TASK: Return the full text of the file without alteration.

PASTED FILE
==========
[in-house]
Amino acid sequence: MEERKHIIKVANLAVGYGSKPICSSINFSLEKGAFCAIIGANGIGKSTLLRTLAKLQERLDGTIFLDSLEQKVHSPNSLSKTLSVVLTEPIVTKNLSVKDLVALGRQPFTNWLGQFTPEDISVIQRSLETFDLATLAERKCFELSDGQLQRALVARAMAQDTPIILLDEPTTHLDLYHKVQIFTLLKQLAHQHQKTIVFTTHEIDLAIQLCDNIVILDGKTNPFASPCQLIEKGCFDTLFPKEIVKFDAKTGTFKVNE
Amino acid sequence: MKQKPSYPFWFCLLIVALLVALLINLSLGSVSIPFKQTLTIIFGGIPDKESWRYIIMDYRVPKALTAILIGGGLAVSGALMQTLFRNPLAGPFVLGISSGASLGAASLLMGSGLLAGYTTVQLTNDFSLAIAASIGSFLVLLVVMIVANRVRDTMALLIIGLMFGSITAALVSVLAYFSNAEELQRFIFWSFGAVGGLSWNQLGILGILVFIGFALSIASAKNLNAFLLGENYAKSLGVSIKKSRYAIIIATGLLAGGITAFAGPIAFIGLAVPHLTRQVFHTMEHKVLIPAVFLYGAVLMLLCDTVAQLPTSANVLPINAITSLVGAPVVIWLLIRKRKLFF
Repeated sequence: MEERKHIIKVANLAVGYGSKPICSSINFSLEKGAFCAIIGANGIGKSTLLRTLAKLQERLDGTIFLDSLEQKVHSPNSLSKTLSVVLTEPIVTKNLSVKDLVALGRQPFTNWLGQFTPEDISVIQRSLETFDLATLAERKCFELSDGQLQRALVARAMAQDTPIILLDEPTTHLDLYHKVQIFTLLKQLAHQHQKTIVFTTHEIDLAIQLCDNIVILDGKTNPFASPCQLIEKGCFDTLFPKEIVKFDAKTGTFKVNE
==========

[in-house]
Amino acid sequence: MEERKHIIKVANLAVGYGSKPICSSINFSLEKGAFCAIIGANGIGKSTLLRTLAKLQERLDGTIFLDSLEQKVHSPNSLSKTLSVVLTEPIVTKNLSVKDLVALGRQPFTNWLGQFTPEDISVIQRSLETFDLATLAERKCFELSDGQLQRALVARAMAQDTPIILLDEPTTHLDLYHKVQIFTLLKQLAHQHQKTIVFTTHEIDLAIQLCDNIVILDGKTNPFASPCQLIEKGCFDTLFPKEIVKFDAKTGTFKVNE
Amino acid sequence: MKQKPSYPFWFCLLIVALLVALLINLSLGSVSIPFKQTLTIIFGGIPDKESWRYIIMDYRVPKALTAILIGGGLAVSGALMQTLFRNPLAGPFVLGISSGASLGAASLLMGSGLLAGYTTVQLTNDFSLAIAASIGSFLVLLVVMIVANRVRDTMALLIIGLMFGSITAALVSVLAYFSNAEELQRFIFWSFGAVGGLSWNQLGILGILVFIGFALSIASAKNLNAFLLGENYAKSLGVSIKKSRYAIIIATGLLAGGITAFAGPIAFIGLAVPHLTRQVFHTMEHKVLIPAVFLYGAVLMLLCDTVAQLPTSANVLPINAITSLVGAPVVIWLLIRKRKLFF
Repeated sequence: MEERKHIIKVANLAVGYGSKPICSSINFSLEKGAFCAIIGANGIGKSTLLRTLAKLQERLDGTIFLDSLEQKVHSPNSLSKTLSVVLTEPIVTKNLSVKDLVALGRQPFTNWLGQFTPEDISVIQRSLETFDLATLAERKCFELSDGQLQRALVARAMAQDTPIILLDEPTTHLDLYHKVQIFTLLKQLAHQHQKTIVFTTHEIDLAIQLCDNIVILDGKTNPFASPCQLIEKGCFDTLFPKEIVKFDAKTGTFKVNE